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eighth blackbird takes new staged Pierrot lunaire to L.A.

When eighth blackbird’s new, fully-staged production of Schoenberg’s expressionist masterpiece Pierrot lunaire premiered at Ojai last summer, critics were united in their praise.  “The intense interaction of the players and [soprano Lucy] Shelton turned this performance into a genuinely new way of looking at a 20th-century musical icon,” wrote Mark Swed in the Los Angeles Times, while Musical America admired the way director “Mark DeChiazza revitalized Schoenberg’s Pierrot lunaire in an intriguing new staging,… successfully returning the prickly speech-song cycle to its expressionist musical theater roots.”  The Chicago premiere was equally successful, inspiring headlines like “blackbirds light up the night with their intriguing new take on Pierrot lunaire” (Chicago Tribune) and “eighth blackbird flies high; century-old piece gets the treatment it deserves” (Chicago Sun-Times).  Now it is Los Angeles’s turn, when the Grammy-winning sextet – with soprano Lucy Shelton and dancer Elyssa Dole – unveils DeChiazza’s choreographed new production at the Los Angeles County Museum of Art on April 28.  Also on the program are Steve Reich’s Pulitzer Prize-winning Double Sextet (2007) and Missy Mazzoli’s Still Life with Avalanche (2008), both of which were specially written for the group.

At 98 years of age, Pierrot lunaire (“Moonstruck Pierrot”) still has the power to shock and inspire awe.  Arnold Schoenberg’s atonal tour-de-force is a setting of 21 poems from the German translation of Symbolist writer Albert Giraud’s poem cycle of the same name, which takes the sad, naïve clown of Commedia dell’Arte on a surreal and darkly comic journey.  The feverish intensity, gallows humor, and touching pathos of Pierrot is drenched in the music of Berlin’s smoke-filled cabaret clubs and the bizarre world of German melodrama.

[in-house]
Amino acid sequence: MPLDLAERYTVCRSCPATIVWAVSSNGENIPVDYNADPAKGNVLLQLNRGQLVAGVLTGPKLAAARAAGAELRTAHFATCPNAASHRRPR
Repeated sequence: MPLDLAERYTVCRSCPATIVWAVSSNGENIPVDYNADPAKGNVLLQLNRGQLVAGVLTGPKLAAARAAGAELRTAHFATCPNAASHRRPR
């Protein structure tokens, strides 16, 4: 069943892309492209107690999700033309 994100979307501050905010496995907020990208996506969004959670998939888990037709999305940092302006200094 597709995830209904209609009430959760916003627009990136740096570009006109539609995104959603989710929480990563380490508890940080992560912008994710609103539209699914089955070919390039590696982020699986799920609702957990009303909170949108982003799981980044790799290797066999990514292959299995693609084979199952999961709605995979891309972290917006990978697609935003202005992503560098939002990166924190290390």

The new production continues eighth blackbird’s commitment to performances that blur the boundaries between music and theater, illuminating the landmark work with choreography by emerging New York director Mark DeChiazza.  He describes the creative process behind the production:

Pierrot has no conventional narrative.  Instead of telling a ‘story’, I will use dance to highlight the sometimes dramatic, sometimes satirical nature of the relationship between text and music.  Movement and gesture will connect to the human core of this amazing work, and expand – rather than circumscribe – its meaning.”

Playing entirely from memory, the musicians are able to engage fully with the drama and interact with the other performers – soprano Lucy Shelton, contemporary dancer Elyssa Dole, and the group’s own percussionist Matthew Duvall in the title role, which he mimes “with perfect detachment, giving the old Frenchman a Mr. Bean-like demeanor” (Chicago Sun-Times).  As Schoenberg’s narrator, Shelton – “the definitive Pierrot reciter of our generation” (Chicago Tribune) – delivers the poems in Sprechstimme, or “speech-voice” style, allowing each pitch to rise or fall in the manner of spoken words.